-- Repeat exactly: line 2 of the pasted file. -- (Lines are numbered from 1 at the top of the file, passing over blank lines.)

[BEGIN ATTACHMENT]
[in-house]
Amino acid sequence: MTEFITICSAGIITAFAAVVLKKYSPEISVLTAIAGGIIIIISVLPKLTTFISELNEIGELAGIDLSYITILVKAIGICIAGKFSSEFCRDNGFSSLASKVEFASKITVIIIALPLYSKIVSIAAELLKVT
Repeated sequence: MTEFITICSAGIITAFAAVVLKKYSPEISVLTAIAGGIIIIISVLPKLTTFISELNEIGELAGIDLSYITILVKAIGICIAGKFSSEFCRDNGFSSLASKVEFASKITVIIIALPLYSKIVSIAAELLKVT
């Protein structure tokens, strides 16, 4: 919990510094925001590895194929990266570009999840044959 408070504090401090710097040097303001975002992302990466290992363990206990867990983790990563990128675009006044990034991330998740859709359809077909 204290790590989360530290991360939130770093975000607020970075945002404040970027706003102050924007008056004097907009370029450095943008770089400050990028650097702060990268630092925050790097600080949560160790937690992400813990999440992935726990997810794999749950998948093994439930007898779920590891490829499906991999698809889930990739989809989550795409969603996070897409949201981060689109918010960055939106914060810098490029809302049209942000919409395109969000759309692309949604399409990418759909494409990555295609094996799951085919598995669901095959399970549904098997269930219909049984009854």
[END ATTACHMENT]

Amino acid sequence: MTEFITICSAGIITAFAAVVLKKYSPEISVLTAIAGGIIIIISVLPKLTTFISELNEIGELAGIDLSYITILVKAIGICIAGKFSSEFCRDNGFSSLASKVEFASKITVIIIALPLYSKIVSIAAELLKVT